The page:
How assessment works


Our assessment processes have integrity yet they are not our focus. Our prime objective is inspiring students, not measuring them.

Purposes of Assessment

EtonHouse Kazakhstan International School believes that school assessment is done for three reasons:

  •  so teachers can discover what the students already know, and therefore what they need to know next (FORMATIVE or assessment for learning)
  • so that teachers can discover if what they have been teaching has become part of the students’ knowledge/skills base (SUMMATIVE or assessment of learning, and assessment of teaching in some instances).
  • so that students know what they need to do next to improve their understandings and skills.

There is also the most important type – on-going and continual assessment which is what teachers all use every day to do their jobs – if a child is having difficulty with something, they help; and if a child is finding something easy, they challenge; if the majority of students is finding a planned lesson too hard or too easy, teachers abandon that exact plan and innovate.

Methods of Assessment

Assessment at EtonHouse Kazakhstan International School can take many forms – conversation, tests, tasks with criteria sheets, observation, projects/tasks etc., not all of which can be marked or graded. The most important assessment is the continual one which cannot be marked, but is the most used. The assessment method depends on the purpose. Assessment is the collecting of evidence about a student’s learning.

At any time during a lesson teachers can ask the students to answer a question, orally or in writing; or they will simply notice in written work that students have achieved a certain level of understanding. If these moments are specific, such as number facts, history dates, spelling words etc, that information can be recorded in a mark book. Alternatively, keeping anecdotal records is a valuable way to record information about each student, and they are helpful when writing reports.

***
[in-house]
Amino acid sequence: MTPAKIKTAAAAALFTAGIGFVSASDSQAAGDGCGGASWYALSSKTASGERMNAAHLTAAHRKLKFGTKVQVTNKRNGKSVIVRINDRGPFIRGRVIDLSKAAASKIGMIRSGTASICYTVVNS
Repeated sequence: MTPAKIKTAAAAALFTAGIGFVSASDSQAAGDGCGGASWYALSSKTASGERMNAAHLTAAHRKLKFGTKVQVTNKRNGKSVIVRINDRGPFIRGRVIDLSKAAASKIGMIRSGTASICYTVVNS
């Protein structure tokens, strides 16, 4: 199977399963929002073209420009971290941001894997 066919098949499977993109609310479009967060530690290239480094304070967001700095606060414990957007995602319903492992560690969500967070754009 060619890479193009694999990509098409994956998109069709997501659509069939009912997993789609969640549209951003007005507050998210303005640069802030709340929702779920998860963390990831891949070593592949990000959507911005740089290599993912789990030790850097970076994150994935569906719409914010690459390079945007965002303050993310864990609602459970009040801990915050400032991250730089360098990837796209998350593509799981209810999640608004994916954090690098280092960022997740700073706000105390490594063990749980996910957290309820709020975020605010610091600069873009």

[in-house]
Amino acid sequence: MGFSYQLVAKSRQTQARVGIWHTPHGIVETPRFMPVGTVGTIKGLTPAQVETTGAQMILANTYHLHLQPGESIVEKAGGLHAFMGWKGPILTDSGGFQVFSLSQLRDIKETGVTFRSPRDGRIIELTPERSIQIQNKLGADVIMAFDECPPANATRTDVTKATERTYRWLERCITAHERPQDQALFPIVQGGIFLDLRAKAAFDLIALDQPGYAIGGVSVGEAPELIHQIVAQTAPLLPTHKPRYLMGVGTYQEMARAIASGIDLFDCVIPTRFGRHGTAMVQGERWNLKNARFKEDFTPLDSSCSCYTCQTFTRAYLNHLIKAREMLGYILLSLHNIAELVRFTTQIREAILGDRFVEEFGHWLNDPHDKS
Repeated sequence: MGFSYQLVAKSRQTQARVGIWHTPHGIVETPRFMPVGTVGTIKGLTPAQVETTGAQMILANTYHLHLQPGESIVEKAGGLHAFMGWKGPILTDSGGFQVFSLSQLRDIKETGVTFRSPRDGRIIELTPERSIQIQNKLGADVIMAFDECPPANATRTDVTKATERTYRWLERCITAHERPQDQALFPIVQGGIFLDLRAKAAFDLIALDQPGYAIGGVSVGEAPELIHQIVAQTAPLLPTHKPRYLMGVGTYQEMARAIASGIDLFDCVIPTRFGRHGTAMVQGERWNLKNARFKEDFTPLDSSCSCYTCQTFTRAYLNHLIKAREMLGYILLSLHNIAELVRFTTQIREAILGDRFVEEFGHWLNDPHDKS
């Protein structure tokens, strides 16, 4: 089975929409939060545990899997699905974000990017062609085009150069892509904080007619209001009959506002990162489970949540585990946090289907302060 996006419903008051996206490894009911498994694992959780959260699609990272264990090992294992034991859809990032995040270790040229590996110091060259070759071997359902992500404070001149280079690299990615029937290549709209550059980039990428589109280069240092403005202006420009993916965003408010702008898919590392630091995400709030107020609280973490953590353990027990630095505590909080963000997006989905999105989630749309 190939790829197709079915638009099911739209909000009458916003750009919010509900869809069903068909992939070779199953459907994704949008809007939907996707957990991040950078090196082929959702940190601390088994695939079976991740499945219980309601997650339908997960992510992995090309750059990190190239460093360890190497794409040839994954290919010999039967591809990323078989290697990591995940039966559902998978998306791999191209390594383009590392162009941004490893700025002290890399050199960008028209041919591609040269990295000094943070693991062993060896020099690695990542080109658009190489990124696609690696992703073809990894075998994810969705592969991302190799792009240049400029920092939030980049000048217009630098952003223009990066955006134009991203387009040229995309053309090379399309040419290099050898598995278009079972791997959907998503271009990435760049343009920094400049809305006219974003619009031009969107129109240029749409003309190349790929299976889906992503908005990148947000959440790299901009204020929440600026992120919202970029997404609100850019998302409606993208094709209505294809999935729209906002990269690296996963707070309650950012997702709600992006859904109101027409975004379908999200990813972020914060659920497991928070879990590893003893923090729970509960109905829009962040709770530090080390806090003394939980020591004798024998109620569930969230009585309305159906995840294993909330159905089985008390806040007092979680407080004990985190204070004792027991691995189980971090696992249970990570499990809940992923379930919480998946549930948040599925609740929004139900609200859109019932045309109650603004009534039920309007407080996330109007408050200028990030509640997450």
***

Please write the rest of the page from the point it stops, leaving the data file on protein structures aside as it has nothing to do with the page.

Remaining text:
Grades/marking of work in exercise books is done to inform the student of their progress and as a form of assessment. There should be comments (or at least ticks) by every piece of written work – sometimes with a sticker – but there is no need for numbers or A-E for each piece of work. In these books there should be a number of mistakes visible and obvious, preferably with corrections done or at least discussed. People all learn well by making mistakes. Children are to be encouraged to attempt responses and written work in their books and to be allowed to make some errors without censure.

Correcting these errors with the child is helping that child to learn. It also gives them a point of reference for next time they are asked to do a similar task. Grading of work in exercise books can and should happen sometimes, but it should be based less on a common standard for the class and more to reflect that particular student’s progress. Two very different pieces of work could be graded the same because they are intended for specific children.

Goals – it is sensible and fair to inform the students about the purpose of each learning experience. In order for this to happen, students should be looking at very clear goals. The curriculum sets out general goals for learning, but for each child, or a group of children, the teacher can give smaller, more specific goals for each piece of work e.g.  “When re-telling this story, use adjectives for each character.” Students can then check their own and/or a classmate’s work to see if that goal has been achieved. Peer and self-assessment by students should occur frequently.

This page was last edited on July 27, 2018